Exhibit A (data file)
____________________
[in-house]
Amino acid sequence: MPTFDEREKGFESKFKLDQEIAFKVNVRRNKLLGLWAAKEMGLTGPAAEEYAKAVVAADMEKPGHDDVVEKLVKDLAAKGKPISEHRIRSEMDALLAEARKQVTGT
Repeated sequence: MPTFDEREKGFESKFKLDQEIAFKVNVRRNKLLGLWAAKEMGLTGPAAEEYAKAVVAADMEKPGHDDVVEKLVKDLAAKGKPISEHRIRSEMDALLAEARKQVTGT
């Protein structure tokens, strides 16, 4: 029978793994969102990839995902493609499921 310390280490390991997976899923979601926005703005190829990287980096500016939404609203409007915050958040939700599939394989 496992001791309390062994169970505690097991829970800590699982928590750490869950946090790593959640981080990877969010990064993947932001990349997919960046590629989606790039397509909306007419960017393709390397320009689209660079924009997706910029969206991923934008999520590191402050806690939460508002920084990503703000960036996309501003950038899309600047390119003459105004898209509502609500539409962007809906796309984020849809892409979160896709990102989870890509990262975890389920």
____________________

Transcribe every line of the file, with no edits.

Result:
[in-house]
Amino acid sequence: MPTFDEREKGFESKFKLDQEIAFKVNVRRNKLLGLWAAKEMGLTGPAAEEYAKAVVAADMEKPGHDDVVEKLVKDLAAKGKPISEHRIRSEMDALLAEARKQVTGT
Repeated sequence: MPTFDEREKGFESKFKLDQEIAFKVNVRRNKLLGLWAAKEMGLTGPAAEEYAKAVVAADMEKPGHDDVVEKLVKDLAAKGKPISEHRIRSEMDALLAEARKQVTGT
């Protein structure tokens, strides 16, 4: 029978793994969102990839995902493609499921 310390280490390991997976899923979601926005703005190829990287980096500016939404609203409007915050958040939700599939394989 496992001791309390062994169970505690097991829970800590699982928590750490869950946090790593959640981080990877969010990064993947932001990349997919960046590629989606790039397509909306007419960017393709390397320009689209660079924009997706910029969206991923934008999520590191402050806690939460508002920084990503703000960036996309501003950038899309600047390119003459105004898209509502609500539409962007809906796309984020849809892409979160896709990102989870890509990262975890389920």